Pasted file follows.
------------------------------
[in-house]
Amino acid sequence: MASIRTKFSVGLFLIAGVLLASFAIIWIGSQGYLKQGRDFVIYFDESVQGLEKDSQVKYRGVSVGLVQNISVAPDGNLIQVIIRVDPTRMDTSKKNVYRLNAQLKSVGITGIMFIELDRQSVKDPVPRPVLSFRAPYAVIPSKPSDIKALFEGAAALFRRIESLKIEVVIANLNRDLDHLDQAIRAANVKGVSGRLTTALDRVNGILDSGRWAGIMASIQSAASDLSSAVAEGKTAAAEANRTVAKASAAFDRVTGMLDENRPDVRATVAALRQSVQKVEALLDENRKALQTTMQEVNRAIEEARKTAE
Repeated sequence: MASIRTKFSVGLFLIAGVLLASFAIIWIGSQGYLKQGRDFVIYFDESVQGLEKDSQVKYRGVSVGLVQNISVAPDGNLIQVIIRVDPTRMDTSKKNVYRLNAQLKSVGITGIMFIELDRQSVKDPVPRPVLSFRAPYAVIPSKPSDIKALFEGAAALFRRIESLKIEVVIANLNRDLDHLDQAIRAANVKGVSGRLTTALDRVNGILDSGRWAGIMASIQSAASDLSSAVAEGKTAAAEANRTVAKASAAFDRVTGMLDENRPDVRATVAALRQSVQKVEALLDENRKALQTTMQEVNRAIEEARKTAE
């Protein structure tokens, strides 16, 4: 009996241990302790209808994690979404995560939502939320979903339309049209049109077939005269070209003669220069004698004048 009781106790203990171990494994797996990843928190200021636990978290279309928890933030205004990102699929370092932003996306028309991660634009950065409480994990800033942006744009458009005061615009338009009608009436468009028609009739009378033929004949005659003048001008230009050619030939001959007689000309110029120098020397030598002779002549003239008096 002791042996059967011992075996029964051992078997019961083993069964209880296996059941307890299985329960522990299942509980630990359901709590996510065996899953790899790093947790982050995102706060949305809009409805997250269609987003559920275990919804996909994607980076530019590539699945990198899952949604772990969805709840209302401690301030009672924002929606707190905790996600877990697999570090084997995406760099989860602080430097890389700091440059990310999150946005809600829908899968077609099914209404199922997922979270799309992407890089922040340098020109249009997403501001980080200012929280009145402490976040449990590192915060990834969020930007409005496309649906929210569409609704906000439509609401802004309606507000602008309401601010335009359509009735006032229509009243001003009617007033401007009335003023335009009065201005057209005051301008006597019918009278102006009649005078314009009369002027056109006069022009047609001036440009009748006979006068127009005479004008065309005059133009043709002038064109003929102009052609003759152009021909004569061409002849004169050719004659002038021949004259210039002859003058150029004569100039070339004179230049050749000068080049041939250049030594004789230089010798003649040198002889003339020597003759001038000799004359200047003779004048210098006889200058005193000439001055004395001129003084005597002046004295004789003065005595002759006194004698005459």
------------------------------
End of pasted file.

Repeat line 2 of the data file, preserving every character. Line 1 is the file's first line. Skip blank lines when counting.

Amino acid sequence: MASIRTKFSVGLFLIAGVLLASFAIIWIGSQGYLKQGRDFVIYFDESVQGLEKDSQVKYRGVSVGLVQNISVAPDGNLIQVIIRVDPTRMDTSKKNVYRLNAQLKSVGITGIMFIELDRQSVKDPVPRPVLSFRAPYAVIPSKPSDIKALFEGAAALFRRIESLKIEVVIANLNRDLDHLDQAIRAANVKGVSGRLTTALDRVNGILDSGRWAGIMASIQSAASDLSSAVAEGKTAAAEANRTVAKASAAFDRVTGMLDENRPDVRATVAALRQSVQKVEALLDENRKALQTTMQEVNRAIEEARKTAE